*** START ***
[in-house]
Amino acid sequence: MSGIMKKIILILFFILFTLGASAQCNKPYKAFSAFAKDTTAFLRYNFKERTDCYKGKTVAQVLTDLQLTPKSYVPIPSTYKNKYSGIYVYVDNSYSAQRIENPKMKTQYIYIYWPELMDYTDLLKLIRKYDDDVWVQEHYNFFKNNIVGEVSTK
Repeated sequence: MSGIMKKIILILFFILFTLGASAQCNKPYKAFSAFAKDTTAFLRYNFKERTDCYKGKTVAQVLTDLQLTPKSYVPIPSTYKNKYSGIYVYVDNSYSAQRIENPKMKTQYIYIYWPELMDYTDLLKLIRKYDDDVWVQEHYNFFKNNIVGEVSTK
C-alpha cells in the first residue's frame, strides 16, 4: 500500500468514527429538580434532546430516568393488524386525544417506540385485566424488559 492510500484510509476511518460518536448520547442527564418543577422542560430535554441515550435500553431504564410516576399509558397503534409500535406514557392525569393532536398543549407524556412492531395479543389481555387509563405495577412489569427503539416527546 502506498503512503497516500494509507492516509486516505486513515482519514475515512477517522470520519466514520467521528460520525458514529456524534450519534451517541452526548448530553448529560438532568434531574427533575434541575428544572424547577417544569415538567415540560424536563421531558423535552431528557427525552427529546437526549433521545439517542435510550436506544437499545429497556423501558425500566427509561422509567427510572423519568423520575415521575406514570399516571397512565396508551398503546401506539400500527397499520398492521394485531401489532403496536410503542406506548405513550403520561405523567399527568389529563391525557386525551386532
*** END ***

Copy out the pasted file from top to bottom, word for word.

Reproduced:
[in-house]
Amino acid sequence: MSGIMKKIILILFFILFTLGASAQCNKPYKAFSAFAKDTTAFLRYNFKERTDCYKGKTVAQVLTDLQLTPKSYVPIPSTYKNKYSGIYVYVDNSYSAQRIENPKMKTQYIYIYWPELMDYTDLLKLIRKYDDDVWVQEHYNFFKNNIVGEVSTK
Repeated sequence: MSGIMKKIILILFFILFTLGASAQCNKPYKAFSAFAKDTTAFLRYNFKERTDCYKGKTVAQVLTDLQLTPKSYVPIPSTYKNKYSGIYVYVDNSYSAQRIENPKMKTQYIYIYWPELMDYTDLLKLIRKYDDDVWVQEHYNFFKNNIVGEVSTK
C-alpha cells in the first residue's frame, strides 16, 4: 500500500468514527429538580434532546430516568393488524386525544417506540385485566424488559 492510500484510509476511518460518536448520547442527564418543577422542560430535554441515550435500553431504564410516576399509558397503534409500535406514557392525569393532536398543549407524556412492531395479543389481555387509563405495577412489569427503539416527546 502506498503512503497516500494509507492516509486516505486513515482519514475515512477517522470520519466514520467521528460520525458514529456524534450519534451517541452526548448530553448529560438532568434531574427533575434541575428544572424547577417544569415538567415540560424536563421531558423535552431528557427525552427529546437526549433521545439517542435510550436506544437499545429497556423501558425500566427509561422509567427510572423519568423520575415521575406514570399516571397512565396508551398503546401506539400500527397499520398492521394485531401489532403496536410503542406506548405513550403520561405523567399527568389529563391525557386525551386532